Micro-ramps are deployed to prevent boundary layer separation by creating a momentum excess close to the wall. Through Direct Numerical Simulations (DNS) of the base, instantaneous and mean flow, we identify that the perturbation dynamics in the wake of the microramp play an essential role in creating the near-wall momentum excess. To identify the origin of the perturbations, we deploy BiGlobal stability analysis on the laminar base flow. We demonstrate that the amplification of the most unstable linear mode is closely related to the time-averaged amplitude of the unsteady perturbations. The flow structure corresponding to this mode has a varicose symmetry with respect to the symmetry plane and matches with the early development of the hairpin vortices in the instantaneous flow field. It is concluded that the varicose instability supported by the laminar base flow represents the mechanism that generates the hairpins.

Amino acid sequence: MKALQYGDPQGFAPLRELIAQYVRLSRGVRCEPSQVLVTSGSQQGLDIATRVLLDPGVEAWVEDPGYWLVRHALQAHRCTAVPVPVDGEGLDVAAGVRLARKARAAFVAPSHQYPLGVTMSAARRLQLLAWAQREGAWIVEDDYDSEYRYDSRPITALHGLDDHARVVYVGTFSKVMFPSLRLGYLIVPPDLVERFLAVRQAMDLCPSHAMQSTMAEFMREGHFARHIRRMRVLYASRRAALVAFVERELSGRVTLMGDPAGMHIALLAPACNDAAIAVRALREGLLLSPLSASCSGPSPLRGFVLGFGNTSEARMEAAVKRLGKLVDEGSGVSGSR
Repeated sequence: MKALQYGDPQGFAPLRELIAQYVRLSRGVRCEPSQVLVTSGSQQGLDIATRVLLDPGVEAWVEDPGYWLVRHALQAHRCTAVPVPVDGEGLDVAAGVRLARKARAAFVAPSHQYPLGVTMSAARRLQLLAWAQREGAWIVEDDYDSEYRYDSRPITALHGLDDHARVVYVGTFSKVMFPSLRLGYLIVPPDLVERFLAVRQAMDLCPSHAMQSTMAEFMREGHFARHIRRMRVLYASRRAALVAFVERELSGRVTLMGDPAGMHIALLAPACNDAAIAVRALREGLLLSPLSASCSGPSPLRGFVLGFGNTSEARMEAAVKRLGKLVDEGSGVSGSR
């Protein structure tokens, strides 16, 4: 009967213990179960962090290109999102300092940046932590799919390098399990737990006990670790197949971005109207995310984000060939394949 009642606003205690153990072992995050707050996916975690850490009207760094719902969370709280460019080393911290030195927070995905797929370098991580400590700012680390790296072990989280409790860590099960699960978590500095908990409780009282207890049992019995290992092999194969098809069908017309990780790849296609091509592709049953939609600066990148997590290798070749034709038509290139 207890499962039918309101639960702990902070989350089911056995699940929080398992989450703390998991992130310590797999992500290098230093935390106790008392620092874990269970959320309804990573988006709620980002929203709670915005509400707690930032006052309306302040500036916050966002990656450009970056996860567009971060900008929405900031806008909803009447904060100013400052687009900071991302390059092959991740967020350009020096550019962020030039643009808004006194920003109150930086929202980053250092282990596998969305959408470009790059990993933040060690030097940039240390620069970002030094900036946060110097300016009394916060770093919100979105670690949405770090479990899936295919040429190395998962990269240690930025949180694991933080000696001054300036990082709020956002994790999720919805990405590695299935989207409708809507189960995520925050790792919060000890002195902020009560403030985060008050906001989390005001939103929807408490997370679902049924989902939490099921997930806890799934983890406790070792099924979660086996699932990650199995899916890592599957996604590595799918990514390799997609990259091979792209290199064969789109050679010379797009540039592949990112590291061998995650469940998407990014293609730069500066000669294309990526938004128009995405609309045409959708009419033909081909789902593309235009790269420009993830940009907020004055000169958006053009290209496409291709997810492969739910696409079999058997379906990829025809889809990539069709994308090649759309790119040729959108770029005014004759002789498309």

|Publication status||Published - 2019|